Member states – the scorecard shows very clearly how EU foreign policy remains dependent on a few older and larger member states. Germany and France, Britain and Italy basically drive much of the agenda, while also being the major obstacles on many accounts. These four, or at least some of them, need to clarify their own agendas and throw their weight behind an EU-level foreign policy. In so doing, they may find support among some smaller and newer members that are playing an ever bigger role in Europe’s foreign policy, especially Poland and Sweden.

North-South divide – the economic crisis clearly leaves its traces on how policy, in this case foreign policy, is formed in the EU. The bloc’s battered South is generally falling back, the more prosperous center and North are becoming its driving forces. This has an impact on how effectively the EU addresses individual issues on its foreign policy agenda: the Southern neighbourhood does not have strong advocates within the EU whose policy towards the South remains very deficient; the Eastern neighbourhood, in turn, has a number of strong advocates and may well see an effective boost in EU foreign policy. In foreign policy and beyond, this divide confirms how economic strength or weakness of individual member states translates into political influence within the EU, with serious consequences for individual policy areas.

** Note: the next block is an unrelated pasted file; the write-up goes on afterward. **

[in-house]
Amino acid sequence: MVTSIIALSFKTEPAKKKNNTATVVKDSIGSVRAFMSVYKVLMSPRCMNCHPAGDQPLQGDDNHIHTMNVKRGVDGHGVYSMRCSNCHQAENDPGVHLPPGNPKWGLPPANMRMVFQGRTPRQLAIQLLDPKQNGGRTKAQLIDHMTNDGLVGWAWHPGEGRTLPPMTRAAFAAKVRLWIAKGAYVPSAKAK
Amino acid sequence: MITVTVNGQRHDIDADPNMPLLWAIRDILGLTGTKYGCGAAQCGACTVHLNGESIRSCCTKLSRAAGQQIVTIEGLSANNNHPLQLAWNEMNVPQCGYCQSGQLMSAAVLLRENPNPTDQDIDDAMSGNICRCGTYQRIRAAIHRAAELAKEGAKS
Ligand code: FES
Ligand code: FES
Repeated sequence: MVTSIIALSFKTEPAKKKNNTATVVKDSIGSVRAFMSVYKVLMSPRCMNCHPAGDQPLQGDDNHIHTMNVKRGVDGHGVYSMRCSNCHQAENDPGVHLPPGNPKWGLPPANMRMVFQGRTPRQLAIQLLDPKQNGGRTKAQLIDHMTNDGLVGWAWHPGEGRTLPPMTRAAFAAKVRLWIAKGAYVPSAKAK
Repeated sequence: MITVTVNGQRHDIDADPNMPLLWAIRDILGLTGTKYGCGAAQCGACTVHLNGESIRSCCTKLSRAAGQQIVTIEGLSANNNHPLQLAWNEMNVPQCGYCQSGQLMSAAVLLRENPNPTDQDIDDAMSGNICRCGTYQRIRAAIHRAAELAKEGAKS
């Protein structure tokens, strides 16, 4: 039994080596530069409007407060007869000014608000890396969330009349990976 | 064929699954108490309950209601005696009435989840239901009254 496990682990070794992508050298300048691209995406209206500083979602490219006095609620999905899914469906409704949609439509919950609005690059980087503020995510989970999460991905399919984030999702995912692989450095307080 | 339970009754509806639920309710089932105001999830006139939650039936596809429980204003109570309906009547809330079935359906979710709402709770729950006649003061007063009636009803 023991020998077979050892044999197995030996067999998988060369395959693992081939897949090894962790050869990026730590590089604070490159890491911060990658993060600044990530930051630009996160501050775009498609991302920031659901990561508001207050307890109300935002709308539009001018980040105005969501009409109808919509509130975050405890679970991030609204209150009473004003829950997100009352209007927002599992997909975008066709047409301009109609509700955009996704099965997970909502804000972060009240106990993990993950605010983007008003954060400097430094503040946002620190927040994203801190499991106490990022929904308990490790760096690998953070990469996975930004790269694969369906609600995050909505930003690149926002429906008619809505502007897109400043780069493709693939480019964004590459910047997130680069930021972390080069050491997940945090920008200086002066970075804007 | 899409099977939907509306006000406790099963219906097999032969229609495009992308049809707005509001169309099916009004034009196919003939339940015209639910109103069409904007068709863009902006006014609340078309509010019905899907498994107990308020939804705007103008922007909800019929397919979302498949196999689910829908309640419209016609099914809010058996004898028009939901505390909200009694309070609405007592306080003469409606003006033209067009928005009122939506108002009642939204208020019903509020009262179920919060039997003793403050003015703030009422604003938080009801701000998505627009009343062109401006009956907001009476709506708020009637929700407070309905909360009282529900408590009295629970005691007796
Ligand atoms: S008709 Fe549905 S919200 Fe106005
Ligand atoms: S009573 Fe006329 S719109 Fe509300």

Wider Europe – it is very disappointing to see that EU scores so badly on Wider Europe. This is, after all, the area where further enlargement is on track (in the Western Balkans) or conceivable (in the Eastern neighbourhood). This makes Wider Europe the one area where the EU and its foreign policy can make a positive difference that no other external actor can ever make. Consequently, much more engagement and investment is needed on the part of the EU to bring Wider Europe closer to and eventually into full European integration.

Russia – the worsening of relations with Russia is primarily due to the Kremlin’s changing policies, not a result of the course set by Brussels and individual EU capitals. Russia under Putin 2 is becoming increasingly assertive on the international stage, not least in what is a common neighbourhood with the EU. There, Russia drags the EU into a geopolitical competition, bullies states like Ukraine that wish to move closer to the EU, and puts pressure on EU member states that, such as Lithuania, take a critical position towards Moscow. This more aggressive Russian stance naturally worsens relationships with the EU, which in response is becoming more outspoken in its criticism of Russia and, hopefully, more engaged in supporting countries that find themselves as victims of Russian pressure.

Lee SavageLecturer in European Politics, Department of European & International Studies, King’s College London

I actually think that Slovakia’s comparatively good report demonstrates the limitations of this scorecard. Slovakia deservedly gets a lot of credit for its increase in development aid, but this was from a low base level. Slovakia spends just 0.09% of its Gross National Income on overseas development aid which is lower than countries like Italy and Greece (both 0.13%) and a tenth of that spent by the world leaders (Luxembourg 1%, Sweden 0.99%, Norway 0.93%). The other domain on which Slovakia is a leader is reducing energy dependency on Russia. Here Slovakia’s score more accurately reflects the country’s achievements even if Russia does still supply the vast majority of Slovakia’s natural gas.